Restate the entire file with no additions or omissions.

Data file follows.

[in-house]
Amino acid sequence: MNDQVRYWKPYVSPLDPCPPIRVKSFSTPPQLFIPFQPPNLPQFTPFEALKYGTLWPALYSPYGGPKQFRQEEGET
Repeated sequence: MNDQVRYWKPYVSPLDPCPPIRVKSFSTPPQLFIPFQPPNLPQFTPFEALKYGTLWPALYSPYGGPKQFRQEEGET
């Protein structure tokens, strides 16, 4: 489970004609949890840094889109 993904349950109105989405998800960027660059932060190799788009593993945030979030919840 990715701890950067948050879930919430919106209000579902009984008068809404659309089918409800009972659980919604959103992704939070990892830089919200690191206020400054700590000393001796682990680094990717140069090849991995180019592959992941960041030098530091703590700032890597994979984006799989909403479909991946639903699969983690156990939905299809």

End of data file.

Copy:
[in-house]
Amino acid sequence: MNDQVRYWKPYVSPLDPCPPIRVKSFSTPPQLFIPFQPPNLPQFTPFEALKYGTLWPALYSPYGGPKQFRQEEGET
Repeated sequence: MNDQVRYWKPYVSPLDPCPPIRVKSFSTPPQLFIPFQPPNLPQFTPFEALKYGTLWPALYSPYGGPKQFRQEEGET
């Protein structure tokens, strides 16, 4: 489970004609949890840094889109 993904349950109105989405998800960027660059932060190799788009593993945030979030919840 990715701890950067948050879930919430919106209000579902009984008068809404659309089918409800009972659980919604959103992704939070990892830089919200690191206020400054700590000393001796682990680094990717140069090849991995180019592959992941960041030098530091703590700032890597994979984006799989909403479909991946639903699969983690156990939905299809």